Splashup offers a good selection of features for basic day-to-day image editing. The selection of tools is extensive enough for most scenarios, and even comes with some rather more advanced (for such a tool) features such as smudging.
Most tools offer some level of customization, via a panel of options that fills up the panel below the menu bar on top. Selection and drawing options give you the facility to draw rounded edges for the shapes, the pen and eraser tools allow you to pick a shape, size, turn on feathering, and even turn on random rotation of the brush shape.
The layer panel allows for manipulation of multiple layers in a document each of which can be named and individually turned ON or OFF and preview of each layer is also available. Layers also support a small set of effects: blur, bevel, shadow, glow, gradient bevel, and gradient glow, and blending effects. Which are pretty much the same as those available in Flash 8 onwards. Each layer effect offers some degree of customization as well.
Splashup also comes with a selection of filters which can be applied on a per-layer basis. The filter selection is a basic collection of essentials such as sharpen, blur, etc. but also throws a cloud renderer. The filters apply quite quickly considering that this is a Flash application running within a browser.
Some of the other useful features it includes are a full-screen mode, and capturing images from a web cam. Splashup can export your images to JPG, PNG, or its own format FXO, although there was some trouble loading FXO files. Overall its selection of features is adequate for daily use scenarios, and its performance is good enough for it to be considered a desktop alternative.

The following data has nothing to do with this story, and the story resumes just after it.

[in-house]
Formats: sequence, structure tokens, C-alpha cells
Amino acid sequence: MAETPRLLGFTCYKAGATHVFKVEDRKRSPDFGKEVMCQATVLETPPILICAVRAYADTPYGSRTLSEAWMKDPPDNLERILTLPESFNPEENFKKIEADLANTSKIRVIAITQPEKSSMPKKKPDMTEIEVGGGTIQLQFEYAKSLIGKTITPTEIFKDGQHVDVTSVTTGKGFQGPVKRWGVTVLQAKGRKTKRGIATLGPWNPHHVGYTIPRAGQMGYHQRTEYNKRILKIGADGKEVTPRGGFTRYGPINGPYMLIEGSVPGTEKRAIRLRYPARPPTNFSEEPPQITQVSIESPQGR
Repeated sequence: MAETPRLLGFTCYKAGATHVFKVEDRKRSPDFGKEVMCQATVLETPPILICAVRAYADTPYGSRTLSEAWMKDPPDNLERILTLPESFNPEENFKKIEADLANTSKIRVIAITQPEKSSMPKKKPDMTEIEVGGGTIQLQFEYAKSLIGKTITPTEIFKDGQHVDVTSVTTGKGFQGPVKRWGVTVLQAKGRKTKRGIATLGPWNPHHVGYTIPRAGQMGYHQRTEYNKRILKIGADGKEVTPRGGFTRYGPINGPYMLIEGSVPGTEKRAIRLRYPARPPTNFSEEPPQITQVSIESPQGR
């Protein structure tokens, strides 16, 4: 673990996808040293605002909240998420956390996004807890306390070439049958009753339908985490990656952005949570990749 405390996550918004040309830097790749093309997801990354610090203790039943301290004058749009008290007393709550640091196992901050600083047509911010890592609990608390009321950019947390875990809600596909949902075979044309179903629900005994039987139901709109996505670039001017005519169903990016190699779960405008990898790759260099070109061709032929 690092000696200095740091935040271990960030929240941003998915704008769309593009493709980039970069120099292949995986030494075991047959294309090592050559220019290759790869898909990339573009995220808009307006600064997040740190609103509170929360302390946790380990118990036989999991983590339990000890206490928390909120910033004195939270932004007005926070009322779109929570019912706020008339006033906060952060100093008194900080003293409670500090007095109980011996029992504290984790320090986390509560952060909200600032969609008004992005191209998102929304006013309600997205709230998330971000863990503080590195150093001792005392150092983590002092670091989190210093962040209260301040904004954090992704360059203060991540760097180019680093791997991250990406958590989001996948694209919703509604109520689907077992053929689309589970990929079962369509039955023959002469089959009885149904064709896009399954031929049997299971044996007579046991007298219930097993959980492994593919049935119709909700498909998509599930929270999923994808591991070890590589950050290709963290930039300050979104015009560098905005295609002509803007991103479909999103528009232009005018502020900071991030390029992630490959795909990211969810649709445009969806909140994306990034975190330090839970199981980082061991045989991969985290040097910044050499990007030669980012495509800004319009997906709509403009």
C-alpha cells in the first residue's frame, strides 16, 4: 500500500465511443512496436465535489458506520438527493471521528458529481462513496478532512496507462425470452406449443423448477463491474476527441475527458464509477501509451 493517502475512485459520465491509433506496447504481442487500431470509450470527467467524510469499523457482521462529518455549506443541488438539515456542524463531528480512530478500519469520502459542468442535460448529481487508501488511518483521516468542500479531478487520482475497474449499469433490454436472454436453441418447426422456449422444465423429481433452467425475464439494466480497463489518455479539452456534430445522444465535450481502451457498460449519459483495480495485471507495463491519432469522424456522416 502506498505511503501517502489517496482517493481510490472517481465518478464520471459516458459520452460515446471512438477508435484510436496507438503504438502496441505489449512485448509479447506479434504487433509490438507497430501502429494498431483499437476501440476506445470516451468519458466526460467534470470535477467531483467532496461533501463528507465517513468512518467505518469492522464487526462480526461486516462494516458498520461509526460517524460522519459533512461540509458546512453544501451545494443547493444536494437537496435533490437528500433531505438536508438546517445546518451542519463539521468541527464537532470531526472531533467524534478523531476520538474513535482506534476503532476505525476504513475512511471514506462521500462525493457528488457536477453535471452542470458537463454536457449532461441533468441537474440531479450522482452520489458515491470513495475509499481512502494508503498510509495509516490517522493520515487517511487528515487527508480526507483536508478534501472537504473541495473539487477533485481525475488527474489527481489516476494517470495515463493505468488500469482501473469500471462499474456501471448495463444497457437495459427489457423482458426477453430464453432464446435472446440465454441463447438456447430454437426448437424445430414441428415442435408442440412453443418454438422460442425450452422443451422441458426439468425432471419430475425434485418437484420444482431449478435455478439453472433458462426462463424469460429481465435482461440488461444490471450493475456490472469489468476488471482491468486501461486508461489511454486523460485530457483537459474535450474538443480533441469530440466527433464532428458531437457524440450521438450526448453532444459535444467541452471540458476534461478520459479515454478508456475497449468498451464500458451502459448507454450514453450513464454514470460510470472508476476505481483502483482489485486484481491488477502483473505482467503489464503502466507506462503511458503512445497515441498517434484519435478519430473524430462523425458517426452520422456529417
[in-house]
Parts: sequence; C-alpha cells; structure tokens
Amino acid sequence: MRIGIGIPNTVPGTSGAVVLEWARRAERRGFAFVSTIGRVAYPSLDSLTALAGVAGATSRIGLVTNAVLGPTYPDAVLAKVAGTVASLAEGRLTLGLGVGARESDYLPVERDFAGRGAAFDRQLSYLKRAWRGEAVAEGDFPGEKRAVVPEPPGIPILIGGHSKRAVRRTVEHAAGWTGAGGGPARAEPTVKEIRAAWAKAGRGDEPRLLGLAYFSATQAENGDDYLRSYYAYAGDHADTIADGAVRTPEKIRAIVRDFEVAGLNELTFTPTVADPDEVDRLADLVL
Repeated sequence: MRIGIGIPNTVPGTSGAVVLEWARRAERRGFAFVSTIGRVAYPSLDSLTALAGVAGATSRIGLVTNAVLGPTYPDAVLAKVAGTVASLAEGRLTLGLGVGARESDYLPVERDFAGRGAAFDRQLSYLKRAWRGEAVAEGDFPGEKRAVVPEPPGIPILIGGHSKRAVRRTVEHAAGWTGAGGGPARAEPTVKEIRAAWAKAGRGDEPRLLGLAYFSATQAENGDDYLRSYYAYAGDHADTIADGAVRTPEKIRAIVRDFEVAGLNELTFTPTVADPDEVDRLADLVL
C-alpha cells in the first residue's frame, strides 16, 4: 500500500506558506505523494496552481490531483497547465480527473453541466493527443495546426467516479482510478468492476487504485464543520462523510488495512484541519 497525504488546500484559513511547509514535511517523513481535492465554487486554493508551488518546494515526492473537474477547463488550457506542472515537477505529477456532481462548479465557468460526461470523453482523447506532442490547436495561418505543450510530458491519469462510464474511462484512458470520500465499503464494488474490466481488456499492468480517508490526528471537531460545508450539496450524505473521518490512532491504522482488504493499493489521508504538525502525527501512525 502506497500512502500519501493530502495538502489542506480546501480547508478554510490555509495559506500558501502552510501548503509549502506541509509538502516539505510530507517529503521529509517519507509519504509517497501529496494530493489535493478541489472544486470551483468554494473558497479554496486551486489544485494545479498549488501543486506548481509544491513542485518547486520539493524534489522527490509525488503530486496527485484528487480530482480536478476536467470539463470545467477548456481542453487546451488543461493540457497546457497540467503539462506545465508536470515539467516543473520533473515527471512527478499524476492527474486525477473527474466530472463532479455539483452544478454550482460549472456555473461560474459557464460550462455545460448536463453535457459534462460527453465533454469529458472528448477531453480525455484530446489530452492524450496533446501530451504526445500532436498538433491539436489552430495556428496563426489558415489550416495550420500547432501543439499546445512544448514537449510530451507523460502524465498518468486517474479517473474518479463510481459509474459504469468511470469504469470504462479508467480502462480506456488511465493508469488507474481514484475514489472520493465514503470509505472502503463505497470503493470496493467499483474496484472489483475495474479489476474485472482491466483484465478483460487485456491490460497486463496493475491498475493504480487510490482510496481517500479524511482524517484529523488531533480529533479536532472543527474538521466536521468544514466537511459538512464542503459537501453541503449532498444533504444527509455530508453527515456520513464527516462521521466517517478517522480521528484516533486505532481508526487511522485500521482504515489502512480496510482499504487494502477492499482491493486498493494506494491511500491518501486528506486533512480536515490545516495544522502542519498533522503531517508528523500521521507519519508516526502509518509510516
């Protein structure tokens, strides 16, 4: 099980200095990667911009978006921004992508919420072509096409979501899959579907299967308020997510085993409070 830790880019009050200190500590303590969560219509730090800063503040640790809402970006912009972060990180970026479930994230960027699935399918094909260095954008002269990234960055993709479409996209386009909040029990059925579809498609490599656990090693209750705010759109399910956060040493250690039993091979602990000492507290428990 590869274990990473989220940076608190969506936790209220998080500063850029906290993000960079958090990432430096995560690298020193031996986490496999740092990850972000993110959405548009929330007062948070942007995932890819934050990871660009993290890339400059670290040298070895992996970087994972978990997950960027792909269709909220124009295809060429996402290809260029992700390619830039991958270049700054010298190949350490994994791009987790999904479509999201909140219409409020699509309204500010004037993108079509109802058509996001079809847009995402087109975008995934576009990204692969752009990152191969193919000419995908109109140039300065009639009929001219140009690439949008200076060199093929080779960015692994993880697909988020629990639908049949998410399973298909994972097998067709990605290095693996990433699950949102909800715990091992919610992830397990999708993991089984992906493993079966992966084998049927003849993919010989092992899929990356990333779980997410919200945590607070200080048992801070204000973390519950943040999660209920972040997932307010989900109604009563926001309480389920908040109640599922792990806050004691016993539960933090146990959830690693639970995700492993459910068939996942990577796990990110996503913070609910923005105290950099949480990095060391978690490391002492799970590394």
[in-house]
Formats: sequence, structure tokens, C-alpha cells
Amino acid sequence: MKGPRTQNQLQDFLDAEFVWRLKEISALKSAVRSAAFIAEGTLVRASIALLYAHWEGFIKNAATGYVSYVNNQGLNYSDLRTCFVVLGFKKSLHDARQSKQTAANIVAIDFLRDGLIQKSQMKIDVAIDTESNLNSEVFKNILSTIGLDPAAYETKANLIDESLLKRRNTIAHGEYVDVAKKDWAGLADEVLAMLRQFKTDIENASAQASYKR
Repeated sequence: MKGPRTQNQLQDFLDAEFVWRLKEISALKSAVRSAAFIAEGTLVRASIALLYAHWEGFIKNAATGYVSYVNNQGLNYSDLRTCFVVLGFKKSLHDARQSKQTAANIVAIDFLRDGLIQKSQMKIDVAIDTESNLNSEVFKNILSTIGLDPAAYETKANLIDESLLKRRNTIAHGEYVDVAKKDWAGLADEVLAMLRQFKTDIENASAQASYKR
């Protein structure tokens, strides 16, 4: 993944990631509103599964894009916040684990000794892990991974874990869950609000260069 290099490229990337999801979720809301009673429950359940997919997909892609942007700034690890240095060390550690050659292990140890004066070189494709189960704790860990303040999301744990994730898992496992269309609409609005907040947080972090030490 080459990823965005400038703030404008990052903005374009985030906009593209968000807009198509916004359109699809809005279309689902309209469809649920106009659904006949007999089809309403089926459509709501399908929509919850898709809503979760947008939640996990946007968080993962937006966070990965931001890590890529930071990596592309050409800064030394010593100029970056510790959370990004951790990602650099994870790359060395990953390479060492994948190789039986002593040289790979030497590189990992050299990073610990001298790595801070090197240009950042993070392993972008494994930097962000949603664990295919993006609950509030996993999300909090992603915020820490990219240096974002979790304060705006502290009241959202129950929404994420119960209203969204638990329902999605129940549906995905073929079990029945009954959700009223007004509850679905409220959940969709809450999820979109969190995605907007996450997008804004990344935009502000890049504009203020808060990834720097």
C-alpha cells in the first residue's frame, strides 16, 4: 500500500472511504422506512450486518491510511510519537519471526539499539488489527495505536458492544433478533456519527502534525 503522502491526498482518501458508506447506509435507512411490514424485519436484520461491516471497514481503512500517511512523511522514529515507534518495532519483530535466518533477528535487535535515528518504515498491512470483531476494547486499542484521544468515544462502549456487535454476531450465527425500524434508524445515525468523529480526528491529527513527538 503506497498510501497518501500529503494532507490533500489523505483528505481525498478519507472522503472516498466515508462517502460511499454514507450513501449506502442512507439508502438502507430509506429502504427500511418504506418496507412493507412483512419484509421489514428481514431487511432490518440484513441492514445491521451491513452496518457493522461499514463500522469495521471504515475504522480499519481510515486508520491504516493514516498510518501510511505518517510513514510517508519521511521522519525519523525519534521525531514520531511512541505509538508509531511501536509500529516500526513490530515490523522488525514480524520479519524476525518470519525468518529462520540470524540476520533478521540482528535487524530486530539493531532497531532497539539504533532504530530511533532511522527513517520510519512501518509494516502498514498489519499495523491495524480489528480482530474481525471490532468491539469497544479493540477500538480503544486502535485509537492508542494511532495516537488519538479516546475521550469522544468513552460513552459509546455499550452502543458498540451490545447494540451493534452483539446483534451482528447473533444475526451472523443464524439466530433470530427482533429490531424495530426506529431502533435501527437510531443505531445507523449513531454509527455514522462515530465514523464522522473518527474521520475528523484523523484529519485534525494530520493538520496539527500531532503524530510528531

|Layer Filters||Layer Effects|
Splashup comes with integration with some of the most popular social networks with images. Once you create a Splashup account, you can import images from and save images to Facebook, Flickr, Picasa, SmugMug, Photobucket, and of course, to your own hard disk. You can additionally also load images from a URL.
A minimal level of social connectivity is expected of any Web 2.0 application, and Splashup delivers, with its support for the major image sharing services. To access each service you need to first authorize it to access that service. This is for the most part a painless procedure, and is pretty much the same for any application accessing these social networks.
Splashup is by no means a replacement for tools like GIMP and Photoshop, for power users, desktop solutions offer the best features and performance still. However, if you constantly find yourself frustrated by Paint for performing simple operations such as cropping images or changing hue and saturation, or if you mostly need to work on images stored on your online photo storage service, Splashup may be your salvation.
Autodesk Dragonfly Project